Vladimir Putin, meanwhile, can’t believe his luck at how the Gaza carnage has played out. Not only has coverage of the Ukraine war evaporated from the media agenda, but America and its allies are diverting critical weapons supplies to Israel — raising the question of whether further territorial gains are possible for an equipment-starved Ukraine, and making it more likely that there will be a peace deal fudge. It likewise suits China that the US is distracted with Middle Eastern flareups. Some observers raise concerns about whether Beijing could seize the moment for further expansionary activity in the South China Sea, or strengthening its military posture toward Taiwan.
Gaza is an additional factor in fomenting European divisions, between staunchly pro-Israel leaderships in Germany and Britain, set against pro-Palestinian sentiments in Ireland, Belgium and Spain.
There are also so many other simmering conflicts and crises that receive zero sustained global attention: Nagorno-Karabakh, Myanmar, Venezuela, Libya, Syria, Ethiopia, Yemen — not to mention the turmoil in the occupied West Bank. Africa’s entire Sahel belt is a calamity of coups, insurgencies and war, with Darfur’s population again facing extermination at the hands of Sudan’s paramilitary Rapid Support Forces, and large areas of Somalia, Mali, Niger and Burkina Faso are under jihadist control. Meanwhile international pressure on the Taliban over its gender apartheid policies against Afghan women has entirely dissipated.
Superpower rivalry between China, Russia and the West has paralyzed and discredited the UN Security Council, and neutralized international law institutions, rendering global momentum to resolve these disputes all but impossible. These divisions likewise neutralize cooperation around massive efforts required to reduce carbon emissions and stop the planet boiling — green policies which the ascendant populist right suicidally opposes.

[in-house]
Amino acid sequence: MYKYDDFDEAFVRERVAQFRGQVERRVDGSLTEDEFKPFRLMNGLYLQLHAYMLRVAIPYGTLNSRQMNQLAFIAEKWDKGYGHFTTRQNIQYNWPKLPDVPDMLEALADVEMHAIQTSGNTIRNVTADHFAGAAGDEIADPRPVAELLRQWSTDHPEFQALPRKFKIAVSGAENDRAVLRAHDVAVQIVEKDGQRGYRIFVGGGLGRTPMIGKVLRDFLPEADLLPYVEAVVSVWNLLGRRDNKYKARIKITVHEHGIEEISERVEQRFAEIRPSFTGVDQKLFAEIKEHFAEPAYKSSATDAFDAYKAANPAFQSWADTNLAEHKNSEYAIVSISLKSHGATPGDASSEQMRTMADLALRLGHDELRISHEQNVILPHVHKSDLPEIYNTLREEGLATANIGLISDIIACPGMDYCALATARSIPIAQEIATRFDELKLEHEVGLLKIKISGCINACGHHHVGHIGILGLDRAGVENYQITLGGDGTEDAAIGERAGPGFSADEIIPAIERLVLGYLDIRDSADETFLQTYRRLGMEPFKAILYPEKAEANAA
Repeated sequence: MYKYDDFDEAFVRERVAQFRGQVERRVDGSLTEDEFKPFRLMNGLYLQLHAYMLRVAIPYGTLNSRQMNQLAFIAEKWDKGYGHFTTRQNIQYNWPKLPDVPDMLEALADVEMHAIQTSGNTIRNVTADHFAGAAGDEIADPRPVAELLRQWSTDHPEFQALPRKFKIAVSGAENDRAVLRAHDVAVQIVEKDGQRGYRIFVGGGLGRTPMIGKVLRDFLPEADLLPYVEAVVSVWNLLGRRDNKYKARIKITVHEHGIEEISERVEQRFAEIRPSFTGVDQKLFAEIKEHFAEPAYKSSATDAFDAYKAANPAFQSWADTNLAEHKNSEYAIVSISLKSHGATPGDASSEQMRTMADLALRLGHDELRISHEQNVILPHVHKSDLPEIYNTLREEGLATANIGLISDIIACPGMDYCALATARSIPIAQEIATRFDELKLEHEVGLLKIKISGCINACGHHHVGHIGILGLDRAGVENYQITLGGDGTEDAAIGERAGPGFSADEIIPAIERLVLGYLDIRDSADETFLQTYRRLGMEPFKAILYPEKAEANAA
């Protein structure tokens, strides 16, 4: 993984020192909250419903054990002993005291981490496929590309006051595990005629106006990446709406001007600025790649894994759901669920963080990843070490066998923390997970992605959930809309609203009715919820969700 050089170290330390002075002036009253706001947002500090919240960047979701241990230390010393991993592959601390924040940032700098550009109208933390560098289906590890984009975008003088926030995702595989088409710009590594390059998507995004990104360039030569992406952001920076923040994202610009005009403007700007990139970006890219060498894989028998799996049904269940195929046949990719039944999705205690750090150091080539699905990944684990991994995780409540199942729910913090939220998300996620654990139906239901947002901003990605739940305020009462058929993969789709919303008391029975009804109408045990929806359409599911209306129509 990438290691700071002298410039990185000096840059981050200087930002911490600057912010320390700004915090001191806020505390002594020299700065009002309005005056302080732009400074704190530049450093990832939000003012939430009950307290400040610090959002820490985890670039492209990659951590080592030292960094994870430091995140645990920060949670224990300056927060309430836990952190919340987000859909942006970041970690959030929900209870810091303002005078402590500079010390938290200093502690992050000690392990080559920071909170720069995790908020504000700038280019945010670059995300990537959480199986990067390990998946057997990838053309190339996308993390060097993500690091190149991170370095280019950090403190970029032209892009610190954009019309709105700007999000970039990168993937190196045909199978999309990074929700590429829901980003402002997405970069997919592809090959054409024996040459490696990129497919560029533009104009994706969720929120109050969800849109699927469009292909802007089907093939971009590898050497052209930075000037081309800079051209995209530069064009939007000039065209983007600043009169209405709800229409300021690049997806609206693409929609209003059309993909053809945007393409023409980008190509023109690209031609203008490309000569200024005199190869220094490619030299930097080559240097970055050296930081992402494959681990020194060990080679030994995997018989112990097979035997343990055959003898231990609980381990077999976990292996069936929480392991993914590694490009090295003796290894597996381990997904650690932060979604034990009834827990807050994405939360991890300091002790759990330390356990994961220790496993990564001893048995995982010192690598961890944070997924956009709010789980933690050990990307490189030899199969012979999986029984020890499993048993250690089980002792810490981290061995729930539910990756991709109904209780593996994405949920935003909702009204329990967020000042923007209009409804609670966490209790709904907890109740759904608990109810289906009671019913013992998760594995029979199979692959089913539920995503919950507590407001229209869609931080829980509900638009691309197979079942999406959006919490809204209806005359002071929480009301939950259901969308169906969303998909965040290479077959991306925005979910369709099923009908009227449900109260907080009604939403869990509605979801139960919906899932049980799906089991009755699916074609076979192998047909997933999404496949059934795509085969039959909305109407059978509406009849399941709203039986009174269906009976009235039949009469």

It shouldn’t need saying — but the international community should be capable of grappling with more than one crisis at a time. That the world’s diplomatic capabilities are so constrained is largely due to the absence of capable and visionary global leadership. The prevailing domestically focused tenor of Western politics over the past decade left so little bandwidth for planet-wide challenges that Putin sincerely believed he could devour Ukraine in its entirety without suffering adverse consequences.
When civilized nations fail to defend international law, they encourage pariah states and hostile actors to seize the advantage and wreak further mayhem. A vicious circle is thus perpetuated in which injustice breeds injustice.
That 14,500 people have been killed in Gaza, 70 percent of them women and children, with a further 7,000 probably buried under the rubble, speaks volumes about the criminal levels of global lethargy, inaction and inhumanity.
Ukraine and Gaza are wake-up calls. Global leaders must collectively up their game on the international arena. According to numerous metrics, stability, standards of governance and social justice are all in steep decline in any part of the world you care to look.
As Martin Luther King said: “Injustice anywhere is a threat to justice everywhere.” As chaos besets us on all fronts, only by taking a stand on behalf of the Palestinians, the Ukrainians, Sudanese, Syrians and other oppressed peoples can we expect to enjoy long-term stability and justice ourselves.
• Baria Alamuddin is an award-winning journalist and broadcaster in the Middle East and the UK. She is editor of the Media Services Syndicate and has interviewed numerous heads of state.